Prepositions of Movement - Visual Vocabulary Lesson


Hi, I’m Oli.

Welcome to Oxford Online English!

In this lesson, you can learn about prepositions of movement, likearound’, ‘past’,

towards’, ‘throughand more.

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Now, let’s look at how to use prepositions of movement in English.

Aroundcan have two different meanings.

First, ‘aroundcan meanin a circleThe train is going around the track.

The earth revolves around its axis.’

Aroundcan also meanin different directions’.

For example, if you saywe walked around the city centre’, you mean that you walked

to different parts of the centre.

Here’s another example.

He looked around to check that everything seemed OK.

He looked *around*, so he looked in different directions.

Left, right, up, and so on.

Alongmeansin a straight lineplusparallel tosomething.

She’s walking along the stream.

The woman walked along the street.

He’s cycling along the road.

Instead ofalongyou can often useupordowninstead in conversational English.

For example, instead ofHe’s cycling along the road’, you could sayHe’s

cycling up the road,’ orHe’s cycling down the road.’

Confusingly, ‘upanddownoften mean exactly the same thing!

Sometimes, there’s a small difference.

Upcan meantowards youanddowncan meanaway from you

So, these two sentences… …*could* mean the same thing.

They could also be different.

The first sentencewithup’ – could mean that she’s walking towards you, and

the second sentencewithdown’ – could mean that she’s walking away from you.

The couple walked under the bridge.

She passed under the fallen tree.

Underis similar tobelow’, but not exactly the same.

Do you know the difference?

Belowmeans that you stay underneath something.

Under’ – as a preposition of movementmeans that you pass from one side of something

to another So, if youre talking about movement, ‘under

is more common.

You could saythe couple walked below the bridge.’

It’s grammatically correct, but it’s also strange.

Do you know why?

The couple walked below the bridgemeans they stayed in the area underneath the bridge,

so the bridge was over their heads the whole time when they were walking.

Overis the direct opposite ofunder’.

The plane flew right over our heads.

She vaulted over the bar.

The direct opposite ofbelowisabove’.

The difference betweenoverandaboveis the same as the difference betweenunder


Acrossmeans from one side of something to the other.

When the light turned green, they walked across the street.

We walked across a narrow wooden bridge.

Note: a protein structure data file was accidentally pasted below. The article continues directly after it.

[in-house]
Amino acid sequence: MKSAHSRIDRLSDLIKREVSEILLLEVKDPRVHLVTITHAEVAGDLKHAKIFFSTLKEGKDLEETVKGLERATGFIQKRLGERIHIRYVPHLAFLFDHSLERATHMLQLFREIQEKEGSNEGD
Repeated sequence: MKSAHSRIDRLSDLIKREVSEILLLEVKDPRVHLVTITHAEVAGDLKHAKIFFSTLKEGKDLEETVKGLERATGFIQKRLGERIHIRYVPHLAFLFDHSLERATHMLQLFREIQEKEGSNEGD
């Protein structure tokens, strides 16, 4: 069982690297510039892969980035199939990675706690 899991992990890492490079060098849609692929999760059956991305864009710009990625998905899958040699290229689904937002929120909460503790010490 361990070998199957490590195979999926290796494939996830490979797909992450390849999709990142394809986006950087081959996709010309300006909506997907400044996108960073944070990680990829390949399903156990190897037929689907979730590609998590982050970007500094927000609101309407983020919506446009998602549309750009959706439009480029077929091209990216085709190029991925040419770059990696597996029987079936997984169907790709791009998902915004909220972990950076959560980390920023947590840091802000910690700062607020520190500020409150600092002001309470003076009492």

When you useacross’, there normally isn’t anything above you.

Use it for open spaces.

For closed spaces, do you know which preposition to use?

He walked through the door.

We drove through the tunnel.

The boat travelled through the swamp.

Sometimes, boththroughandacrossare possible; you can sayThe boat travelled

through the swampor ‘…across the swamp.’

The meaning is similar, but there could be a small difference.

Do you know?

Throughmeans that you enter and then exit something.

If you drive *through* a tunnel, you first drive into the tunnel, and then you drive

out of it.

If the boat travels *through* the swamp, it moves into the swamp, then later moves out

of it.

Acrossmeans that you start on one side, and finish on the opposite side.

If you saythe boat travelled across the swamp’, you mean that it entered the swamp

on one side, and exited on the other side.

You can use bothacrossandthroughwith large, open spaces, especially natural

spaces: fields, parks, gardens, cities, and so on.

When you can use both, ‘acrosshas a more specific meaning thanthrough’.

Both mean that you entered a space and then exited it, butacrossalso tells you

*where* you exited.

Towardsmeans that you approach something; you get closer to something.

He walked towards the plane.

She’s walking towards the sea.

Theyre walking towards the lighthouse.

The opposite oftowardsisaway from’.

Here’s a question: what’s the difference between these two?

Both mean that they *approached* the lighthouse, but theyre slightly different.

Towardstells you a direction.

Up totells you a final result.

If they walked *towards* the lighthouse, they got closer to it.

You don’t know where they started or finished, but you know that they got closer to the lighthouse.

If they walked *up to* the lighthouse, then they reached the lighthouse; they ended up

next to the lighthouse.

In this case, you don’t know where they started, but do you know where they finished.

Intohas two common meanings as a preposition of movement.

First, it can mean to enter.

He dived into the water.

She came into the office.

Intocan also mean to collide with something.

The cars crashed into each other.

The opposite ofinto’ – meaningenter’– isout of’.

She took the instruments out of the cupboard.

He got out of his car to fill it up with petrol.

I was walking past the café when I saw my friend sitting inside.

The two women walked past the parking garage.

If you walk past somethingfor example a houseyou start with the house in front

of you, you walk *past* the house, and then the house is behind you.

Upanddownhave two common meanings as prepositions of movement.

First, you have the basic meaning: to a higher or lower


She’s walking up the hill.

When we let go of the lanterns, they flew up into the sky.

He walked down the stairs while talking on the phone.

The roller coaster accelerated down a steep drop.

You saw earlier thatupordowncan also have the same meaning asalong’.

That’s all for this lesson.

Thanks for watching!

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